BARGAINS IN THE REAL WORLD
By Elizabeth Cox
Random House: 218 pp., $19.95
Elizabeth Cox's writing in these 13 stories has a quiet well-mannered self-assurance a reader seldom sees. Odd to think that writing, like people, can have good or bad manners. Well-mannered writing is gracious and helpful. The timing is synchronous with the meaning. Nothing shouts at you. The style is quiet. The author is a conduit, a flute, an instrument played by mysterious natural, cultural and intellectual winds. This is rare, in literature and other arts, for good reason. It takes a while for writers to find their voices. When they're looking, it's like wanting to be in love. It's obvious. When they find their voices, they relax. When they relax, arteries that were constricted open; the instrument opens. The utter lack of dissonance in Cox's collection does not mean that all the stories sound the same. She plays with voice and structure and setting, but all in service of the stories. The collection is, in fact, like an album or a CD that proves the composer's range of talent. "The Third of July," about a woman whose day is interrupted when she passes an accident on the road then stops to help, is like a Civil War photograph: the eyes so bright and the rest so muddy. "Old Court," about a boy who has to grow up fast, is like a painting, full of glittering objects. The story, "Bargains in the Real World," is full of other-ness, juxtaposing the dull practicality of marriage and divorce and parenthood with the magical world of childhood. It too, has a glittering episode with moving light at its core. Cox's gentle writing allows the reader's mind to rest on moments and objects in her stories, and they can shimmer.
FEAR AND TREMBLING
By Amelie Nothomb Translated from the French by Adriana Hunter
St. Martin's Press: 134 pp., $19.95
Why do young French authors these days write such short novels? Redonnet, Darrieussecq, Nimier, all of these popular authors write books that fit in your pocket, to be read on the Metro, by the fountain, on the boulevard. Most have a little sour taste of nihilism, with a pinch of abject realism. But there can also be a bit of absurdity, rich imaginative fantasy sequences and sometimes surrealism. To this mix, Amelie Nothomb, who lives in Paris, adds humor, the ingredient most often missing in other writers from France of her generation, the ingredient most difficult to translate (humor badly translated makes a noise like square wooden wheels on cobblestones). "Fear and Trembling" is about a young woman named Amelie who takes her knowledge of Japanese language and culture to work in the Yumimoto Corp. somewhere in Japan in the early 1990s. She signs a one-year contract and brings her Western ambition and enthusiasm to the lowest rung on the corporate ladder. Everyone in the management structure, it seems, but mostly her immediate superior, the beautiful Fubuki Mori, sets out to humiliate her and crack her Western determination. She is "promoted" from secretary to calendar page-turner to bathroom cleaner. Again and again she bows, hilariously stubborn, to her host culture. Only her asides in this account betray any inclination toward revenge: "It is your duty," she addresses Japanese women, "to be beautiful, though your beauty will afford you no joy. The only compliments you receive will be from Westerners and we know how short they are on good taste. . . . Your husband will not love you, unless he's a half-wit. . . . You will never see him anyway. . . ." In the end, Amelie declines to renew her contract, pleading Western ignorance, making everyone incredibly happy, especially Fubuki.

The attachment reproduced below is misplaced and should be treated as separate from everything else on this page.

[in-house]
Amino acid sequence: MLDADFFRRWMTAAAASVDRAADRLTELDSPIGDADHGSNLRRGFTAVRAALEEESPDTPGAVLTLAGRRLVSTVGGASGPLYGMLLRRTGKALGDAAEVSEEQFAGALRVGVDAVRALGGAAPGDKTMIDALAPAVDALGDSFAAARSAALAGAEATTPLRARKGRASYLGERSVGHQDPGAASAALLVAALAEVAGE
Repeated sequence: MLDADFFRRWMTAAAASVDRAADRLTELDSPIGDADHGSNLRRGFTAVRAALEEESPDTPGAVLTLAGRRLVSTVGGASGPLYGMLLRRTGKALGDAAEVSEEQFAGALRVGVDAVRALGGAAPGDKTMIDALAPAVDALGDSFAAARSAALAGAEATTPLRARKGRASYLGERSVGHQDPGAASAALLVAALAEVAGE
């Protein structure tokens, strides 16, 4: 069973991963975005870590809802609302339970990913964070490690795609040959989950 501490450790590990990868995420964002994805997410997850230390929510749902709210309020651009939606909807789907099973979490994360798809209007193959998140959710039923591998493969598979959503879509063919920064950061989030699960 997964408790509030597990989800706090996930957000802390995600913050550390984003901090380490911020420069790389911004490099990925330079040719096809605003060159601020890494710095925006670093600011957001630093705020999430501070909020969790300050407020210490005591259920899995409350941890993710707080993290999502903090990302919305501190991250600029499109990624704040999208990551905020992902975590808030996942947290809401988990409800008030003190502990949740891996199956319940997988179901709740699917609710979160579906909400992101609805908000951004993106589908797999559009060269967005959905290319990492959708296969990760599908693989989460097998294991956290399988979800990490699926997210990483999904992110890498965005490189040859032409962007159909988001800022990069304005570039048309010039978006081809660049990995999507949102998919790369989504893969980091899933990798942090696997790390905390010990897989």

By Jean Echenoz Translated from the French by Mark Polizzotti
The New Press: 196 pp., $22.95
Sentences that begin "Not content with not being dead" are not the only problems with this remarkably smug, awkward, stylized and badly translated novel, though they do keep getting in the way: "Thus, addressing synchronic winks to each other between earth and sky, they mutually signaled their presence." Jean Echenoz (or maybe its Mark Polizzotti) describes an airport as a "belvedere circled by runways where rabbits with kerosene breath leap and bound." The real problem: This is not a noble experiment. It's a fairly simple slice-of-life story about an art dealer and his gritty bachelor life in Paris and his quest for Inuit antiquities above the Arctic Circle. Actually, quest is too strong a word. Ferrer is more of a laconic teenage punk than a man on a quest, especially when it comes to art. He perks up a bit in the presence of a series of faceless women (Echenoz barely bothers to describe them), but he is a creature of dull habit, and the horrendous, bumbling grammar that riddles the novel makes any effort to penetrate Ferrer rather futile. The mixed-up pronouns (sometimes in a single sentence) are like nails on a blackboard. The only other word on that blackboard is "why?"